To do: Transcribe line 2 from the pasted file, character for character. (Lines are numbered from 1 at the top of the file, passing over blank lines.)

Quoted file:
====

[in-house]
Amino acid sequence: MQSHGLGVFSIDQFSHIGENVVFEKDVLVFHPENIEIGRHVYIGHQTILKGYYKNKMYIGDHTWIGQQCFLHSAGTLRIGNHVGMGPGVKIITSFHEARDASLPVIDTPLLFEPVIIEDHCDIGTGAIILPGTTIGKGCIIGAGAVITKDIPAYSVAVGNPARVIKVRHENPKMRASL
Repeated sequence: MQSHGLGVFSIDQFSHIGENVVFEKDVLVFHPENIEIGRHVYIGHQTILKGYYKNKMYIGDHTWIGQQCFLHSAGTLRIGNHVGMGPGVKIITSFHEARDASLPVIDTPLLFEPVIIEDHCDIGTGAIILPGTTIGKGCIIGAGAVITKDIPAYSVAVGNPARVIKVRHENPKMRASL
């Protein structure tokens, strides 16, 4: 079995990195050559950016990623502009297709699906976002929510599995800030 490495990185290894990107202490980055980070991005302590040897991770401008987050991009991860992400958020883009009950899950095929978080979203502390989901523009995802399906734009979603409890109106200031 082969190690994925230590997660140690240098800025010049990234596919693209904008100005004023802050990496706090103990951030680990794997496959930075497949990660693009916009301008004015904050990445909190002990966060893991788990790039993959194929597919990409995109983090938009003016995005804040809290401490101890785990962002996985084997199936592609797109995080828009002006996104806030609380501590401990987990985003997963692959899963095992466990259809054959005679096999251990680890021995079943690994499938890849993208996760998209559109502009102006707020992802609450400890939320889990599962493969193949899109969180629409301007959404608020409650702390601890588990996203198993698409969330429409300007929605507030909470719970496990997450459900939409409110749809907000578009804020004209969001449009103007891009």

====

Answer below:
Amino acid sequence: MQSHGLGVFSIDQFSHIGENVVFEKDVLVFHPENIEIGRHVYIGHQTILKGYYKNKMYIGDHTWIGQQCFLHSAGTLRIGNHVGMGPGVKIITSFHEARDASLPVIDTPLLFEPVIIEDHCDIGTGAIILPGTTIGKGCIIGAGAVITKDIPAYSVAVGNPARVIKVRHENPKMRASL